Chinese Clans and Dialect Associations of the Past and Present Day Singapore

Topics: China, Overseas Chinese, Singapore Pages: 8 (2701 words) Published: March 5, 2008
Chinese clan or dialect associations in past and present day Singapore 1.Introduction

Ever since the immigration of the Chinese into Southeast Asia in the nineteenth century, they had started grouping themselves into different types of traditional organizations. In even a small country like Singapore, a respectable number of organizations were set up. There were clans, dialect associations, hui kuans, guilds, bangs and secret societies. These traditional organizations served a variety of functions and often overlapped one another in their roles. There are several reasons pertaining to their setup namely which were for self help, protection, leadership, identity and also continuation of their culture and tradition. This list is not exclusive and the interesting point is that not all the organizations that were formed perpetuate till today and if they do, their roles have changed over time. Throughout the history of Singapore, some were disbanded, some forgotten1, but there are some that merged to form bigger ones. One would ask, when were the more crucial times in history that when these organizations were affected to change? It is difficult to just isolate clans and associations for studies because all the other organizations are interlinked and intertwined by the social network, guanxi. Each rise and fall of the various traditional organizations would directly or indirectly affect one another. One would also have to look at the brief history of the Chinese society in Singapore and the subsequent events that unfold. Hence, the first part of the essay will briefly look into the types of organizations in past Singapore and what they have evolved into since then. The second part of the essay will examine some of the important periods in history that help paved the way for clans or associations to what they are today. The significant time frames are 1) Influx of the types of Chinese into Singapore during the British Colonization period 2) Support for China and anti- Japanese activities during World War 3) Post war rebuilding of Singapore. The last part of the essay will look into how the roles of these organizations have changed.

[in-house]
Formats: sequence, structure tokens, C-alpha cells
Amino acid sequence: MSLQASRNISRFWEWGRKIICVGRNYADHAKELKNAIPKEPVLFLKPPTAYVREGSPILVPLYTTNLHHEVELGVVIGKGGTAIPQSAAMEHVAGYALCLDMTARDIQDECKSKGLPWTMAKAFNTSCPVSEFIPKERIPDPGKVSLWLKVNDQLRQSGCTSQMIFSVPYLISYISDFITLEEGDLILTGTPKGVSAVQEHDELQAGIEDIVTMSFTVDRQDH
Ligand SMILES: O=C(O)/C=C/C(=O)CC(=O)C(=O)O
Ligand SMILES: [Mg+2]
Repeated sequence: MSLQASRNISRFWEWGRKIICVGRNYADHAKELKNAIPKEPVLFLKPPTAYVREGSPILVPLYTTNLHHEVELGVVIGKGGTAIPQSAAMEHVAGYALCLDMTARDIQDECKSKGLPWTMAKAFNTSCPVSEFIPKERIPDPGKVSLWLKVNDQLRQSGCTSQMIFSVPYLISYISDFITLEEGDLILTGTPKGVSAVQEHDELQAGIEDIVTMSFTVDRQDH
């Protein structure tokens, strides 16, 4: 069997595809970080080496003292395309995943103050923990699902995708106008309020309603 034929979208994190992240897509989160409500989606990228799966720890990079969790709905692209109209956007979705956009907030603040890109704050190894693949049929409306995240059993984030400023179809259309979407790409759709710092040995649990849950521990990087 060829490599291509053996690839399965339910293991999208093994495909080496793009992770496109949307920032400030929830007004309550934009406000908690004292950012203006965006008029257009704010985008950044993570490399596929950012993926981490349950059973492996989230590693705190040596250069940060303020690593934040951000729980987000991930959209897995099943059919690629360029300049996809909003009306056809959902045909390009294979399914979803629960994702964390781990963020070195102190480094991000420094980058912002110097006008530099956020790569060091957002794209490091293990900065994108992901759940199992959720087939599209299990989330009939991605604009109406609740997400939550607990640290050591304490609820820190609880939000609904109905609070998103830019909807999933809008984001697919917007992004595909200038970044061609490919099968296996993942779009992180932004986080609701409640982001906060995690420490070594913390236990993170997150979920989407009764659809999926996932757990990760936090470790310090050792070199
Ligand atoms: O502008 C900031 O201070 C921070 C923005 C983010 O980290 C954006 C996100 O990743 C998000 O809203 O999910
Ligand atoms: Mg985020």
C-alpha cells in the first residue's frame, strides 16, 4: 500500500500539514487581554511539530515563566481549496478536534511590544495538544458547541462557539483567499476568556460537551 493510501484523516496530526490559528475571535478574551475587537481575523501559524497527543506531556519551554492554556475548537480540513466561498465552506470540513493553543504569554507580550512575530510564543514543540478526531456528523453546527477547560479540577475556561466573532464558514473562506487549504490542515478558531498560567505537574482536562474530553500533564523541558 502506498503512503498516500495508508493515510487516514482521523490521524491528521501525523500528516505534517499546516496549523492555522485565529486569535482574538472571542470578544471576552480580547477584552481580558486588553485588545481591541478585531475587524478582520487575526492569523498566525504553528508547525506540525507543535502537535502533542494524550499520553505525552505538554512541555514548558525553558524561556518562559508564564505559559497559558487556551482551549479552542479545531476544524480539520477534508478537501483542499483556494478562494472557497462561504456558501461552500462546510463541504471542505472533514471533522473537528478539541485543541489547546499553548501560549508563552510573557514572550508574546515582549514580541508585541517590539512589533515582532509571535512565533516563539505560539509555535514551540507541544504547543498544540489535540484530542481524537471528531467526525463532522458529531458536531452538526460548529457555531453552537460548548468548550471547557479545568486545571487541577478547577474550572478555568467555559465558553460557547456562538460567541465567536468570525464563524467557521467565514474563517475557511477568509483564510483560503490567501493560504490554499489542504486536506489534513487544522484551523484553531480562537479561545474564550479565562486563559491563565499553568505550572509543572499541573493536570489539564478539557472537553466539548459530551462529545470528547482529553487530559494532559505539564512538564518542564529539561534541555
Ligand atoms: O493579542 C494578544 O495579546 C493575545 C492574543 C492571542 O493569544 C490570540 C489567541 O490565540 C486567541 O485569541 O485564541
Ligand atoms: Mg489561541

1.1.Types Of Traditional Chinese Organizations

In Singapore, many traditional organisations were established with overlapping roles but each one had their own identity and function. One might hold several memberships because the Chinese shared a common social network through guanxi. The following are the various types of organisations that were formed.

Clans are voluntary organizations set up based on kinship and blood ties. The members involved are usually of the same surname and shared the same ancestor. However in Singapore context, common surnames could allow the Chinese to be granted affiliation even if they were not biologically related. This is because the immigrants did not come to Singapore with their whole clans or villages from China. The local Chinese population was very diverse and it would make more sense for the locals to relate to one another by common surnames.

Dialect Association as its name implied, were formed more on the basis of people speaking the same dialects. Surnames and the origins of their hometown were not the basis of memberships. The more prominent dialects2 group since the 19th century were the Hokkiens, Teochews, Cantonese, Hainanese and Hakkas eventually brought the rise of their own dialect organizations. Hui- Kuans is another broad term given to associations. In China they were formed by people of the same village or province. Locally, they were believed to be the subsequent form of secret societies or KongSi, after the British banned secret societies. However not all Hui- Kuans were of the similar origins. Some are reputable associations like the Hokkien and Teochew hui-kuans.

Guilds memberships are based on same occupations and trade. These organizations are usually formed by people of same dialect groups. This is because each dialect...
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